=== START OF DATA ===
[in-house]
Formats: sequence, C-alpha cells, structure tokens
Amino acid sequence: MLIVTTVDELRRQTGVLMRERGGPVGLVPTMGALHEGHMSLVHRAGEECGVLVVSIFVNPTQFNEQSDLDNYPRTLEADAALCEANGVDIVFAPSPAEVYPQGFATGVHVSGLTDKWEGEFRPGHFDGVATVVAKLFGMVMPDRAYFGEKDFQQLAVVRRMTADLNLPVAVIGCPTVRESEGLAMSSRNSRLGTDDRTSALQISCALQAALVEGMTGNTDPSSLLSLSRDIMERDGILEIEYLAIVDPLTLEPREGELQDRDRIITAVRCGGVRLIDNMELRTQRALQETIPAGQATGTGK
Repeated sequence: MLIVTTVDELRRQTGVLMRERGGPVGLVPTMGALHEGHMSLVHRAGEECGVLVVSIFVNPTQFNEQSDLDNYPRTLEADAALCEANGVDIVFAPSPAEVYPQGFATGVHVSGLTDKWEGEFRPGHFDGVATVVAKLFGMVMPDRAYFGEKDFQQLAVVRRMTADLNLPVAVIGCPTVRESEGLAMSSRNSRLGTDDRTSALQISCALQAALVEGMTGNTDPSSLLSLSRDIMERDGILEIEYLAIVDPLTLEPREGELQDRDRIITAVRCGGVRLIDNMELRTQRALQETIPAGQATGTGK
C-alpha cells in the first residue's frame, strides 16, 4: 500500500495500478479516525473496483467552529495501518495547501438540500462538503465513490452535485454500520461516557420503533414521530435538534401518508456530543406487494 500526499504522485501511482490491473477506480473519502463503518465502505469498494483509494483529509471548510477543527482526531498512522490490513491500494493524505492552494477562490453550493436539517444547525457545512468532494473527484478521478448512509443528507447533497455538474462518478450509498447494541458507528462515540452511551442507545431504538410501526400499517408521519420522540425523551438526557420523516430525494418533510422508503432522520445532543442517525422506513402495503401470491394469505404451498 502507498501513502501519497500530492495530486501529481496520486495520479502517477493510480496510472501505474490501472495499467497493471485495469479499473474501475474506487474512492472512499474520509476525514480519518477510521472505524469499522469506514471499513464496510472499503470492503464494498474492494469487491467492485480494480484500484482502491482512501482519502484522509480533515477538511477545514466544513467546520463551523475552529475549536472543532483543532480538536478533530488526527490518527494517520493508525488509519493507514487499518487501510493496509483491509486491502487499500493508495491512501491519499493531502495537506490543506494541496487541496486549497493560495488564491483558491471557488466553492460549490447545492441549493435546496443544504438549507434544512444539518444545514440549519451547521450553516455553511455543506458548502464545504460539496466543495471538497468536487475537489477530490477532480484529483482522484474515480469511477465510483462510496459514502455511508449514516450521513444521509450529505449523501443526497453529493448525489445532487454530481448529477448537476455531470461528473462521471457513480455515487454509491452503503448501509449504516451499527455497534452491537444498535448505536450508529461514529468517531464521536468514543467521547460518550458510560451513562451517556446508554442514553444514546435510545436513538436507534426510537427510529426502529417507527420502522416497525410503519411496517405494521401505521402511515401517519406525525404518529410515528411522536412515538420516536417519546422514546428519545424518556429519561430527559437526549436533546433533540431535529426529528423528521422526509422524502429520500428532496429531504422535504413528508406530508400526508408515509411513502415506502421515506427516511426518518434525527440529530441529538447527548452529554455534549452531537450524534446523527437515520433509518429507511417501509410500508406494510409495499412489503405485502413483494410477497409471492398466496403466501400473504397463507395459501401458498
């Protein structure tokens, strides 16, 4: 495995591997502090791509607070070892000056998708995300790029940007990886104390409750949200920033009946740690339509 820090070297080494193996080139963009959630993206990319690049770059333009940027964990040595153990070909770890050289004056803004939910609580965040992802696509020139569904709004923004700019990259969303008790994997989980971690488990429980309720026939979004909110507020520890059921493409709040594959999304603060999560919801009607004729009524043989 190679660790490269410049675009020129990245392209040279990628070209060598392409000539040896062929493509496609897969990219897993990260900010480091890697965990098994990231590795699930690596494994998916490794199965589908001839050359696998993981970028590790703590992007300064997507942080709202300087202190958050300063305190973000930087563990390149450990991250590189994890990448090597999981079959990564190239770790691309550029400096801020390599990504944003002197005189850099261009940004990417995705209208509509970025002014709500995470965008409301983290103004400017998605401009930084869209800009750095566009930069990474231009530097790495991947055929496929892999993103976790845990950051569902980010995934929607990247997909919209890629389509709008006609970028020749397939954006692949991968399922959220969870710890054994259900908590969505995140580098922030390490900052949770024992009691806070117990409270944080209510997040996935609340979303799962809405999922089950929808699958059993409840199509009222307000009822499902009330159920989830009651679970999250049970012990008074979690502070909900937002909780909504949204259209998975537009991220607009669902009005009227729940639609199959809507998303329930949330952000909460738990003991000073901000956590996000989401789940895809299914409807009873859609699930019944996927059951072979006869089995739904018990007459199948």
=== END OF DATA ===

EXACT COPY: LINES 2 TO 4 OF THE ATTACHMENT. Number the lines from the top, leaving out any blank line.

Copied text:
Formats: sequence, C-alpha cells, structure tokens
Amino acid sequence: MLIVTTVDELRRQTGVLMRERGGPVGLVPTMGALHEGHMSLVHRAGEECGVLVVSIFVNPTQFNEQSDLDNYPRTLEADAALCEANGVDIVFAPSPAEVYPQGFATGVHVSGLTDKWEGEFRPGHFDGVATVVAKLFGMVMPDRAYFGEKDFQQLAVVRRMTADLNLPVAVIGCPTVRESEGLAMSSRNSRLGTDDRTSALQISCALQAALVEGMTGNTDPSSLLSLSRDIMERDGILEIEYLAIVDPLTLEPREGELQDRDRIITAVRCGGVRLIDNMELRTQRALQETIPAGQATGTGK
Repeated sequence: MLIVTTVDELRRQTGVLMRERGGPVGLVPTMGALHEGHMSLVHRAGEECGVLVVSIFVNPTQFNEQSDLDNYPRTLEADAALCEANGVDIVFAPSPAEVYPQGFATGVHVSGLTDKWEGEFRPGHFDGVATVVAKLFGMVMPDRAYFGEKDFQQLAVVRRMTADLNLPVAVIGCPTVRESEGLAMSSRNSRLGTDDRTSALQISCALQAALVEGMTGNTDPSSLLSLSRDIMERDGILEIEYLAIVDPLTLEPREGELQDRDRIITAVRCGGVRLIDNMELRTQRALQETIPAGQATGTGK